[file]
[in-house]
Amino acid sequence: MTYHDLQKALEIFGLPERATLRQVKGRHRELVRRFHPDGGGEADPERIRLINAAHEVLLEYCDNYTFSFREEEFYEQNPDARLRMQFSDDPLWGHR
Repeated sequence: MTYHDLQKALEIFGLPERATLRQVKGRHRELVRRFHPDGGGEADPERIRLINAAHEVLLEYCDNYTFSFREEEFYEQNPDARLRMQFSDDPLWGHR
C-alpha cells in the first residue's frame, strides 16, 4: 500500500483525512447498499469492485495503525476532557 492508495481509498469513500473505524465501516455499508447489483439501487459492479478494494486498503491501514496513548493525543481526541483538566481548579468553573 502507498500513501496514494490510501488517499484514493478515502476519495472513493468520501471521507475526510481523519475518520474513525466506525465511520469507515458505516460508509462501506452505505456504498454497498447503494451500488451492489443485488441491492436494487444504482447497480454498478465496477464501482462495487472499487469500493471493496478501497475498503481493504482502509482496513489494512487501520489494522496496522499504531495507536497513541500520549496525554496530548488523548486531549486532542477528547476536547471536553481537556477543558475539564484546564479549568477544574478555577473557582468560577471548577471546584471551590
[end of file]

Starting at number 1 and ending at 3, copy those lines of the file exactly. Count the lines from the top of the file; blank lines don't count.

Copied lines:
[in-house]
Amino acid sequence: MTYHDLQKALEIFGLPERATLRQVKGRHRELVRRFHPDGGGEADPERIRLINAAHEVLLEYCDNYTFSFREEEFYEQNPDARLRMQFSDDPLWGHR
Repeated sequence: MTYHDLQKALEIFGLPERATLRQVKGRHRELVRRFHPDGGGEADPERIRLINAAHEVLLEYCDNYTFSFREEEFYEQNPDARLRMQFSDDPLWGHR